[Strawbale]lime and earth plaster

Stewart Hargrave Stewart at Hargrave....uk
Sun Oct 3 16:22:54 CEST 2004

On 30 Sep 2004 at 14:11, j-verzijl at dbafm... wrote:

> Hello,
> This question is not exactly relating to bales bud it does to lime and
> earth plaster.
> We are renovating an old house and have plastered our walls with earth
> plaster. Most of the walls contain tubes witch are connected to our
> central heating system. The walls itself are made of f brick as is the
> foundation. We have a lot of moist climbing up from the walls and some
> areas won't dry. There seems to develop some white powdery fungus on the
> lower part of some inner walls. We thought about stripping the lower part
> of the wall and use a lime plaster instead. Would this solve our problem?

I'm not an expert in earth plasters, but I do have experience working in property 

At the risk of getting off topic, I would suggest that you have what we in the UK call 
Rising Damp (assuming there are no leaking pipes). Moisture is being absorbed from 
the ground, and is soaking into the wall like a sponge. 

Usually, you need to have some sort of Damp Proof Course installed. This is some form 
of horizontal barrier in the wall, just above ground level, to stop the progress of the 
moisture. It can take various forms, and is something you need expert advice on, 
possibly from a building engineer, or specialist company. 

Once cured, be prepared for the wall to take several months to dry out fully. Another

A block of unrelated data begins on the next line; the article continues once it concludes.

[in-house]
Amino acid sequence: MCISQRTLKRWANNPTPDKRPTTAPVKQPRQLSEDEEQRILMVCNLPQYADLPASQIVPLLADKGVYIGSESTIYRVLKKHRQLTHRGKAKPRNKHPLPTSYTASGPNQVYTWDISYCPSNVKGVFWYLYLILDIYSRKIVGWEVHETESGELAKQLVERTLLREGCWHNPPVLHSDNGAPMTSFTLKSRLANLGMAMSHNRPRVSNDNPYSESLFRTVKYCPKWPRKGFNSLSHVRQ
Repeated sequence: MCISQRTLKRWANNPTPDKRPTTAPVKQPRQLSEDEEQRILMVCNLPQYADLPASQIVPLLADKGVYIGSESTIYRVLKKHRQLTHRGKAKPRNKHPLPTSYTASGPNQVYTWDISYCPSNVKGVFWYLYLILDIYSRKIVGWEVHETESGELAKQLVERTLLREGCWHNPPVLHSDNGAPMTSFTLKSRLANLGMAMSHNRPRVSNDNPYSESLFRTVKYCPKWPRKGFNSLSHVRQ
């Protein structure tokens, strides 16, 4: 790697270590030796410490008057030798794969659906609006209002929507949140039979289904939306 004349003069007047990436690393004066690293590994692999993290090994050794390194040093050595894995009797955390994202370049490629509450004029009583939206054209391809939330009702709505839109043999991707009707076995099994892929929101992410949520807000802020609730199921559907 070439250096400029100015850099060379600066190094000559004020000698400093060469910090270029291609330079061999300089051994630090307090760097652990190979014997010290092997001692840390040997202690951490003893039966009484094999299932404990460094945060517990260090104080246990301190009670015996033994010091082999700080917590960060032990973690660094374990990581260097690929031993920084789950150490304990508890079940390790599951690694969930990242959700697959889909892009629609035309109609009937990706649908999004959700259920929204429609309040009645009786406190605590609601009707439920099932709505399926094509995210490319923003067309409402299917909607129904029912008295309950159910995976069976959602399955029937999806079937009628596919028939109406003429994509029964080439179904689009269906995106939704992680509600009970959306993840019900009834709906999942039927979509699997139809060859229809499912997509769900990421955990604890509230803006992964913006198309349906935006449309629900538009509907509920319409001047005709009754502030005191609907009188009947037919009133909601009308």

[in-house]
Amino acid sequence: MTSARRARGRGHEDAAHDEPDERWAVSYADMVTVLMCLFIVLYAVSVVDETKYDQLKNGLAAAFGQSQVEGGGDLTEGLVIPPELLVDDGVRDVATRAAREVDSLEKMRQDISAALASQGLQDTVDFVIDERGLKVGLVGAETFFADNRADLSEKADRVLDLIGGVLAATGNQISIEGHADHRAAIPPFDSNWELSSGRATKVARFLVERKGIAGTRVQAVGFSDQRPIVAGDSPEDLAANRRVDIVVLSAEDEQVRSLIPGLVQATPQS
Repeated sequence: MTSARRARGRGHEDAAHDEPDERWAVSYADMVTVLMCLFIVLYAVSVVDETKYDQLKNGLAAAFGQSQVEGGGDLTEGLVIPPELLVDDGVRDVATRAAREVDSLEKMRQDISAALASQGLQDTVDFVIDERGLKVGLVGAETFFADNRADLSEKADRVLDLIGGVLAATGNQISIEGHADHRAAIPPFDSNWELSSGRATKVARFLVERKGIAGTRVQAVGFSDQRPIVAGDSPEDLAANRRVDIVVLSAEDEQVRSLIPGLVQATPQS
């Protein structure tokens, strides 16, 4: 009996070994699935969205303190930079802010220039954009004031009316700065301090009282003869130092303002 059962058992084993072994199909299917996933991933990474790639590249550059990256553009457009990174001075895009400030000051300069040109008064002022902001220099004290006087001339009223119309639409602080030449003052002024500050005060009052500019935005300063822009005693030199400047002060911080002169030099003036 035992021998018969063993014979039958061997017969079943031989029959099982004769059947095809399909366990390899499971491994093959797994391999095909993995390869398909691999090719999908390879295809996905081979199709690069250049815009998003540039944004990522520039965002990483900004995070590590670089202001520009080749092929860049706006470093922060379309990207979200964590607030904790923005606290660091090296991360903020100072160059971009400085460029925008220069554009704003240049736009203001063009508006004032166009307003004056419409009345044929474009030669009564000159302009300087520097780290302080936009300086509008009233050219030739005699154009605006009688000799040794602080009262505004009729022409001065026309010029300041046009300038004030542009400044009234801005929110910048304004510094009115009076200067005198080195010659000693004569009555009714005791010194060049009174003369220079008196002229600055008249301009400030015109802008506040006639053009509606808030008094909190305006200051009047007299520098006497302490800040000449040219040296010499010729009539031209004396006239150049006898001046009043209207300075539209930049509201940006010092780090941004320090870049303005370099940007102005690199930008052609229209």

method may be to 'tank' the walls. This would involve removing all the surface covering 
back to the brick, and then coating with bitumen before recovering. This is not allways 
appropriate, often less satisfactory, and does not address the cause of the problem. 

I did hear recently of a titanium wire DPC, which somehow uses a small flow of 
electricity to repell the moisture, but I don't know much more about it.

This page may give you some more pointers: http://tinyurl.com/5wtm4

The white powder may not be mould, but could be efflouresence - this is the result of 
mineral salts in the masonary being carried to the surface by the water, usually forming 
a fluffy white deposite. It can make the surface of the wall hygroscopic, which means it 
will attract moisture. This can mean that even when the wall has fully dried out, the 
surface can remain damp. The only effective cure for this is stripping off the old plaster 
and re-plastering. However, this would be pointless until you have cured the underlying 

Stewart H.

More information about the Strawbale mailing list